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All investment instruments have jumped since elections were declared on November 5.

The indexes on the Tel Aviv Stock Exchange gained about 10 percent, and bonds climbed 9 percent. The currency gained about NIS 0.1 against the dollar.

Prime Minister Ariel Sharon's statement about coming elections came after a long crisis in the financial markets. On November 5, the Tel-Aviv 25 was at 325 points and the Tel-Aviv 100 at 322, a three-and-a-half-year low. Shekel bonds were traded at yields of more than 12 percent, and indexed bonds at yields of 6 percent. But within one day of Sharon's announcement, the trend seemed to reverse.

Market sources explain that several factors were at play here. Before Sharon's announcement, concerns were mounting that after the Labor Party pulled out, the coalition would be unable to pass the budget bill and would have to cave in under parochial pressure. Concurrently, the sharp rises on Wall Street over the last month-and-a-half were a positive influence on trading in Tel Aviv. Signs that U.S. guarantees would be given also contributed to the positive trend.

Economists also explain that the market cap of many stocks on the TASE is far lower than their actual value. The fact that many major shareholders are now trying to increase their holdings proves this premise.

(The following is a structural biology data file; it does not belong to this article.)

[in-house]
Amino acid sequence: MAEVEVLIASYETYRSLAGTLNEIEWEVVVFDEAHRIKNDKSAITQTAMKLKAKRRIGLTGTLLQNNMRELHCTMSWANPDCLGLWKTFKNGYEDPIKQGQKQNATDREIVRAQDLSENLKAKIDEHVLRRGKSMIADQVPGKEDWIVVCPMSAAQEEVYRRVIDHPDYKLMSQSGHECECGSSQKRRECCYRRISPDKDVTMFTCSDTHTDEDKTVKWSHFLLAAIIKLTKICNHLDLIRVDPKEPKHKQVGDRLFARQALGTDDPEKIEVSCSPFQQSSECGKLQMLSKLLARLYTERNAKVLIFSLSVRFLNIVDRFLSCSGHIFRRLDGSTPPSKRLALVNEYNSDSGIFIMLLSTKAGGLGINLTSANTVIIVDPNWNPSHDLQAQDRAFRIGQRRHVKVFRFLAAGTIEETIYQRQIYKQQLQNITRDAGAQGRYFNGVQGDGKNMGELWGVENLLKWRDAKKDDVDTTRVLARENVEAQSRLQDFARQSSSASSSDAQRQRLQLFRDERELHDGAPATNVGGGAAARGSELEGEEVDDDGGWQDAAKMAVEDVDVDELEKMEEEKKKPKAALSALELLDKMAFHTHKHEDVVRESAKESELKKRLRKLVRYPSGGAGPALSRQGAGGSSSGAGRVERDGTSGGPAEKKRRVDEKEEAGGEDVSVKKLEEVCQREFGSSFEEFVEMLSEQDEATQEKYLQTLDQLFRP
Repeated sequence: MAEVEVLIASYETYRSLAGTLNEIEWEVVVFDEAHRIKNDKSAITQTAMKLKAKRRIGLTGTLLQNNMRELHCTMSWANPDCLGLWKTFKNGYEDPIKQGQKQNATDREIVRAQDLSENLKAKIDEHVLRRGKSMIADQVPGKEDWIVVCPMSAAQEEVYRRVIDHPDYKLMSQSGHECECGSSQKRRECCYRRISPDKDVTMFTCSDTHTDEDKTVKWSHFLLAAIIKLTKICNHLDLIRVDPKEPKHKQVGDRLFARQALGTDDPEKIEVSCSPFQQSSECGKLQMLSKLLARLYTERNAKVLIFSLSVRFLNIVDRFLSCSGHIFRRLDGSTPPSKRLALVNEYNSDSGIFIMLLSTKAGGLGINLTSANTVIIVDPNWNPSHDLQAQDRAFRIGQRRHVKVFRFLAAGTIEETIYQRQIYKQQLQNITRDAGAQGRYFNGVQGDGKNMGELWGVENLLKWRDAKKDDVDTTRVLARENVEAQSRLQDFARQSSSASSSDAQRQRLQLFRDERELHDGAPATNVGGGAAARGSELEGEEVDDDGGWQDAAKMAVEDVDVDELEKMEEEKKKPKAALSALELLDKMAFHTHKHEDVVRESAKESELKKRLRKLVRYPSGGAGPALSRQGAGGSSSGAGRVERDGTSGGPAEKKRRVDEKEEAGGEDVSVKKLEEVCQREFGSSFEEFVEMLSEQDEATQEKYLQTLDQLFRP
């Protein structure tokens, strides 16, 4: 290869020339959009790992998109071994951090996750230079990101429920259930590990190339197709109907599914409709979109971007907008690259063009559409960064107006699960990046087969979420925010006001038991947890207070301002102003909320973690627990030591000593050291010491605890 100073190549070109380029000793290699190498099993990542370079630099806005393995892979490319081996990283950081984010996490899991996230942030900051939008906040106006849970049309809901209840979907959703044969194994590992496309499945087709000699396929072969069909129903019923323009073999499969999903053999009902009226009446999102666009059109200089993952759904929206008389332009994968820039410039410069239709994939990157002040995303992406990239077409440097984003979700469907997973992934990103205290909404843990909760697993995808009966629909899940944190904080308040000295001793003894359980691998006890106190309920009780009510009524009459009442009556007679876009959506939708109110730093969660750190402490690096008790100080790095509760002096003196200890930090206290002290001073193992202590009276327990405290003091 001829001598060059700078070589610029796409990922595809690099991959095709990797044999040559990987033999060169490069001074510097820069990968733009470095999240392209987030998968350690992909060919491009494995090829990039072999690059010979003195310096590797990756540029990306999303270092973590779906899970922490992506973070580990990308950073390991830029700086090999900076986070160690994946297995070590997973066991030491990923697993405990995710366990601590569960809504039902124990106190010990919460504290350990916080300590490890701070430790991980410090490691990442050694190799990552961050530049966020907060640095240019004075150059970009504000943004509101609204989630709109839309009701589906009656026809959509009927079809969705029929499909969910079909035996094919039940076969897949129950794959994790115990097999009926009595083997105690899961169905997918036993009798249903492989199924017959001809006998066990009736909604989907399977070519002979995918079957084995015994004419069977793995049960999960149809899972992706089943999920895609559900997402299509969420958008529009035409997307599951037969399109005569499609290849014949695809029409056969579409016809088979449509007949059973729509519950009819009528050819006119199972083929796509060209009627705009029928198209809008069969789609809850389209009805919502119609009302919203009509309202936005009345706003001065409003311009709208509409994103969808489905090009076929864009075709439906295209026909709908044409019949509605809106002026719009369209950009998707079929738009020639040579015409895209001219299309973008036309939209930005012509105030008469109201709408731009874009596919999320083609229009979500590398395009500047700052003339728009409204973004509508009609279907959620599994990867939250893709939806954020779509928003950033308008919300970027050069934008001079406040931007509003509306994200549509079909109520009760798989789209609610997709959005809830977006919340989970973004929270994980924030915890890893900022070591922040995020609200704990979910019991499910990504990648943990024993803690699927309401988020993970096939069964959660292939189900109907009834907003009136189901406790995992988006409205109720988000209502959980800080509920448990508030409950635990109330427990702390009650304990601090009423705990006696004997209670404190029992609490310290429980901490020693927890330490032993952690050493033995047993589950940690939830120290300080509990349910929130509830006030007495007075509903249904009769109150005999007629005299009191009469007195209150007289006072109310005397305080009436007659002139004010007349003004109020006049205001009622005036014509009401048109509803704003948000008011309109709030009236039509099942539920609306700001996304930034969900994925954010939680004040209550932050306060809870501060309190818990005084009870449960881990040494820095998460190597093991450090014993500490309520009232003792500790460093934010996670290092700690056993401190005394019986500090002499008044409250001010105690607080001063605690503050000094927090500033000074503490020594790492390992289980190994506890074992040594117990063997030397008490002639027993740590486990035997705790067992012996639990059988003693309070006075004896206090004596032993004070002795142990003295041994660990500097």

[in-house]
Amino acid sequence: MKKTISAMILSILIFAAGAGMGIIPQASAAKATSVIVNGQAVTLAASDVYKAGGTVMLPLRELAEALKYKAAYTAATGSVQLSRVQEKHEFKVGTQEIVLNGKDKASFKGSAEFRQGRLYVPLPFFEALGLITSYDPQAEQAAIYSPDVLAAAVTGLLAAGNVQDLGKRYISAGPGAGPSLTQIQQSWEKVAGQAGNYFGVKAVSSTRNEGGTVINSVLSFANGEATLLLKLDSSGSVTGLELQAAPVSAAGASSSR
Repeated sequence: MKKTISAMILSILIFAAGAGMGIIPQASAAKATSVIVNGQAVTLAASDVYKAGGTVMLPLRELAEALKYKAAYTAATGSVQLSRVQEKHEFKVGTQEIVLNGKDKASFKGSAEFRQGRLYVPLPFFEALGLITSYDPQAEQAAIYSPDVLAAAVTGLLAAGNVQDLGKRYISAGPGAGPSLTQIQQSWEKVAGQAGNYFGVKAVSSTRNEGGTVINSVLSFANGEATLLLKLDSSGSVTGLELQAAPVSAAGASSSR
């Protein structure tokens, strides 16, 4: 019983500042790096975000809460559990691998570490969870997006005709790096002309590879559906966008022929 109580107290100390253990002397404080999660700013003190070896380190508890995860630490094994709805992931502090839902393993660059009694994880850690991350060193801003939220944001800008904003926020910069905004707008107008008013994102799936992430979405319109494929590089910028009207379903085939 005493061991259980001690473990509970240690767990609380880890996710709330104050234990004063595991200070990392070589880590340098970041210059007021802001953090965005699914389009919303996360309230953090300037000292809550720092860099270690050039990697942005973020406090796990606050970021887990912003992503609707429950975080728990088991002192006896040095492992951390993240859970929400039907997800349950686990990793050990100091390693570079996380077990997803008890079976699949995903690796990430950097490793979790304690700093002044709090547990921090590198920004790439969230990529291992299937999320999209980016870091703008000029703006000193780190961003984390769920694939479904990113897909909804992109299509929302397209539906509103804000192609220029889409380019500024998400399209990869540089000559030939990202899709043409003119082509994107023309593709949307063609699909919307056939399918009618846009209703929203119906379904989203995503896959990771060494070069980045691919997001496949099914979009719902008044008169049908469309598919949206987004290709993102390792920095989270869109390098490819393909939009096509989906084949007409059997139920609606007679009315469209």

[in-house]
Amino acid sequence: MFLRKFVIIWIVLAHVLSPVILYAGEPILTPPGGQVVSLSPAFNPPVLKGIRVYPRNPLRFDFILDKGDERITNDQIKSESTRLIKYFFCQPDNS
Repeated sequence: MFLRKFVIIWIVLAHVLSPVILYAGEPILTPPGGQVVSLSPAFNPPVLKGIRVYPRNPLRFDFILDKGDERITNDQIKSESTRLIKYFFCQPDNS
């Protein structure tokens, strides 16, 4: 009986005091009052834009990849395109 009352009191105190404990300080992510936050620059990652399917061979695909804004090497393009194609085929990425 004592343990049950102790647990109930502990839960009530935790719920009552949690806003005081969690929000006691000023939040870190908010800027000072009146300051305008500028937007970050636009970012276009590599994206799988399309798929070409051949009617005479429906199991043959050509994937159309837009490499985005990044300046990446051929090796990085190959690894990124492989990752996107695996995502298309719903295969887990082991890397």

Also, in the last few days several quarterly reports indicate that companies are outperforming the predictions of analysts, including those of Teva Pharmaceutical Industries, Israel Chemicals, Osem, Agis Industries, Delta and Castro.

One of the main reasons for the stable currency trade and the strengthening of the shekel is the large difference between the interest rates in Israel and in the U.S., which leads investors to sell dollars and purchase shekel bonds.

Another factor is the nearing of the tax reform; in recent weeks funds that invest in tax-exempt instruments have been in high demand. These funds buy treasury bills (makam) and various bonds, which explains the jump in the price of these instruments over the last few weeks.